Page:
NGS and Systems biologist for INSP (National Institutes of Health of Mexico) and CONACYT (National Science and Technology Council). [11/21/2015]
James B. Lewis, Ph.D.
(Chemistry, Harvard) Senior Research Investigator (retired); Bristol-Myers Squibb Pharmaceutical Research Institute; Seattle, WA [3/19/04]
Marc S. Lewis, Ph.D.
Ph.D. from the University of Cincinnati in Clinical Psychology. Associate Professor at the University of Texas at Austin of Clinical Psychology. [6/12/05]
Brad F. Mellon, STM, Ph.D.
Chair of the Ethics Committee; Frederick Mennonite Community; Frederick, PA [3/25/04]
Ralph C. Merkle, Ph.D.
Distinguished Professor of Computing; Georgia Tech College of Computing; Director, GTISC (GA Tech Information Security Center); VP, Technology Assessment, Foresight Institute [3/19/04]
Marvin Minsky, Ph.D.
(Mathematics, Harvard & Princeton) MIT Media Lab and MIT AI Lab; Toshiba Professor of Media Arts and Sciences; Professor of E.E. and C.S., M.I.T [3/19/04]
John Warwick Montgomery, Ph.D.
(Chicago) D.Théol. (Strasbourg), LL.D. (Cardiff) Professor Emeritus of Law and Humanities, University of Luton, England [3/28/04]
Max More, Ph.D.
Chairman, Extropy Institute, Austin, TX [3/31/04]
Steve Omohundro, Ph.D.
(Physics, University of California at Berkeley) Computer science professor at the University of Illinois at Champaign/Urbana [6/08/04]
Mike O’Neal, Ph.D.
(Computer Science) Assoc. Professor and Computer Science Program Chair; Louisiana Tech Univ.; Ruston, LA [3/19/04]
R. Michael Perry, Ph.D. Computer Science
Patient care and technical services, Alcor Life Extension Foundation [9/30/09]
Yuri Pichugin, Ph.D.
Former Senior Researcher, Institute for Problems of Cryobiology and Cryomedicine; Kharkov, Ukraine [3/19/04]
Peter H. Proctor, M.D., Ph.D.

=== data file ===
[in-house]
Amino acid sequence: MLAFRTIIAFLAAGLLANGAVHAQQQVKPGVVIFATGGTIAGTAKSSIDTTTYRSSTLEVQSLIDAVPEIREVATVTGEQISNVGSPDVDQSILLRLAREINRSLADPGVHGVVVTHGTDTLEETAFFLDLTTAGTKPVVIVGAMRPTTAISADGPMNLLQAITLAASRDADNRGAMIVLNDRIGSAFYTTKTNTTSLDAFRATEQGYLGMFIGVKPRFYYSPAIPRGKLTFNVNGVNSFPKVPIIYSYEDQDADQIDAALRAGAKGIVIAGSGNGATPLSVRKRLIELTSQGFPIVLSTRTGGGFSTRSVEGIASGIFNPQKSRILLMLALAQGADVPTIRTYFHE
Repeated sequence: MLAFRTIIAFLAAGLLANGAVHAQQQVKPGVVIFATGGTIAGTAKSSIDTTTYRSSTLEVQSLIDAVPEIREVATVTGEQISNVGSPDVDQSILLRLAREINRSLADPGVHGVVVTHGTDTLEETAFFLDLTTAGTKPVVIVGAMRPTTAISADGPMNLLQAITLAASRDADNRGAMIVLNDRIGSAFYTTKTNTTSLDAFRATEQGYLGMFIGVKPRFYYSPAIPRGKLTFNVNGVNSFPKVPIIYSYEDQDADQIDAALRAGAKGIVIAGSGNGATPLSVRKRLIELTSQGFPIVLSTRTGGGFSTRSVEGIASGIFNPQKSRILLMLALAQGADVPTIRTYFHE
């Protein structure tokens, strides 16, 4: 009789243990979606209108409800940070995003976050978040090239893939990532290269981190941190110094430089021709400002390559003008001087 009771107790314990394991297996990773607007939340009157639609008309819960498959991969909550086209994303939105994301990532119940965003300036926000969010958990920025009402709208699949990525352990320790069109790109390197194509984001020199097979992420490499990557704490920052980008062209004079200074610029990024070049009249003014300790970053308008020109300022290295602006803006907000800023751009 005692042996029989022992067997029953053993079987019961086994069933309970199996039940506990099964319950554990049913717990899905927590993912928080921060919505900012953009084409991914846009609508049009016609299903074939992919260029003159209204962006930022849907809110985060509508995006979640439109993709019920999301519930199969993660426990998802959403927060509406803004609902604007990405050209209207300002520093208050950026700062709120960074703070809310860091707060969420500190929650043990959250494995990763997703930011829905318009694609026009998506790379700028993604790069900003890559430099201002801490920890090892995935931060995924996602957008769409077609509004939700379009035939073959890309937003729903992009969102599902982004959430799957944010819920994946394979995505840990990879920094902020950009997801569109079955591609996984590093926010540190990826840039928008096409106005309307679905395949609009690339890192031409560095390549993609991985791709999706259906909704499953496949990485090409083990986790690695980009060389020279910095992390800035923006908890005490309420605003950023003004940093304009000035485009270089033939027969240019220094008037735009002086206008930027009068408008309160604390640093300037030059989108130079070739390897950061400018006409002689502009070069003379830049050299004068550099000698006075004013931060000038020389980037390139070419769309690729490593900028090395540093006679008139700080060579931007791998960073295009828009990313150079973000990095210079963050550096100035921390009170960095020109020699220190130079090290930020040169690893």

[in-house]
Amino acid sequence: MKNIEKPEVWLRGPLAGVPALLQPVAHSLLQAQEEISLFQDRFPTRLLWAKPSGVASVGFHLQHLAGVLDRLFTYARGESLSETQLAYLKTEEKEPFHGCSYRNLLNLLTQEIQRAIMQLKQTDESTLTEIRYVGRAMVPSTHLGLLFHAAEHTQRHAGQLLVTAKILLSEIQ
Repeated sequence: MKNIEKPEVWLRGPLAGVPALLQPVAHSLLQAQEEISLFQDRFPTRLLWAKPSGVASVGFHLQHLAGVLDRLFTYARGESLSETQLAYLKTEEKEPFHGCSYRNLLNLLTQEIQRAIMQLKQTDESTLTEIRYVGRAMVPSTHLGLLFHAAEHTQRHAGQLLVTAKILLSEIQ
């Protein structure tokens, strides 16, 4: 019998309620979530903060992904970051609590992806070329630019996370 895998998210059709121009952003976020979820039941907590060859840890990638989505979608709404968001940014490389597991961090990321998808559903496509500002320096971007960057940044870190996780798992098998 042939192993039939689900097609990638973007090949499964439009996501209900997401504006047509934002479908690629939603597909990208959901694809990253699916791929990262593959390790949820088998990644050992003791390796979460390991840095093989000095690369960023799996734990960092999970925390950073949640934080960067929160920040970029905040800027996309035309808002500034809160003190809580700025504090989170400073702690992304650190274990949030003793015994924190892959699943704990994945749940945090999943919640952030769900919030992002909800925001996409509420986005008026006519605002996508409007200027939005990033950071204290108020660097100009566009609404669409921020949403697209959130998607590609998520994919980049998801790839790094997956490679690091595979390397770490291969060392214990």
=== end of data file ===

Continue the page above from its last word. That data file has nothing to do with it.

Independent Physician & Pharmacologist; Houston, Texas [5/02/04]
Martine Rothblatt, Ph.D., J.D., M.B.A.
Responsible for launching several satellite communications companies including Sirius and WorldSpace. Founder and CEO of United Therapeutics. [5/02/04]
Klaus H. Sames, M.D.
University Medical Center Hamburg-Eppendorf, Center of Experimental Medicine (CEM) Institute of Anatomy II: Experimental Morphology; Hamburg, Germany [3/25/04]
Anders Sandberg, Ph.D.
(Computational Neuroscience) Royal Institute of Technology, Stockholm University; Stockholm, Sweden [3/19/04]
Sergey V. Sheleg, M.D., Ph.D.
Senior Research Scientist, Alcor Life Extension Foundation; Scottsdale, AZ [8/11/05]
Stanley Shostak, Ph.D.
Associate Professor of Biological Sciences; University of Pittsburgh; Pittsburgh, PA [3/19/04]
Rafal Smigrodzki, M.D., Ph.D.
Chief Clinical Officer, Gencia Company; Charlottesville VA [3/19/04]
David S. Stodolsky, Ph.D.
(Univ. of Cal., Irvine) Senior Scientist, Institute for Social Informatics [11/24/05]
Gregory Stock, Ph.D.
Director, Program on Medicine, Technology, and Society UCLA School of Public Health; Los Angeles, CA [3/24/04]
Charles Tandy, Ph.D.
Associate Professor of Humanities and Director Center for Interdisciplinary Philosophic Studies Fooyin University (Kaohsiung, Taiwan) [5/25/05]
Peter Toma, Ph.D.
President, Cosmolingua, Inc. Sioux Falls, South Dakota. Inventor and Founder of SYSTRAN. Director of International Relations, Alcor Life Extension Foundation. Residences in Argentina, Germany, New Zealand, Switzerland and USA [5/24/05]
Natasha Vita-More, PhD
Professor, University of Advancing Technology, Tempe, Arizona, USA. [11/22/2015]
Mark A. Voelker, Ph.D.
(Optical Sciences, U. Arizona) Director of Bioengineering; BioTime, Inc.; Berkeley, CA [3/19/04]
Roy L. Walford, M.D.
Professor of Pathology, emeritus; UCLA School of Medicine; Los Angeles, CA [3/19/04]
Mark Walker, Ph.D.
Research Associate, Philosophy; Trinity College; University of Toronto (Canada) [3/19/04]
Michael D. West, Ph.D.
President, Chairman & Chief Executive Office; Advanced Cell Technology, Inc.; Worcester, MA [3/19/04]
Ronald F. White, Ph.D.
Professor of Philosophy; College of Mount St. Joseph; Cincinnati, OH [3/19/04]
James Wilsdon, Ph.D.
(Oxford University) Head of Strategy for Demos, an independent think-tank; London, England [5/04/04]
Brian Wowk, Ph.D.
Senior Scientist 21st Century Medicine, Inc.; Rancho Cucamonga, CA [3/19/04]
Selected Journal Articles Supporting Cryonics:
First paper showing recovery of brain electrical activity after freezing to -20°C. Suda I, Kito K, Adachi C, in: Nature (1966, vol. 212), “Viability of long term frozen cat brain in vitro“, pg. 268-270.
First paper to propose cryonics by neuropreservation: Martin G, in: Perspectives in Biology and Medicine (1971, vol. 14), “Brief proposal on immortality: an interim solution”, pg. 339.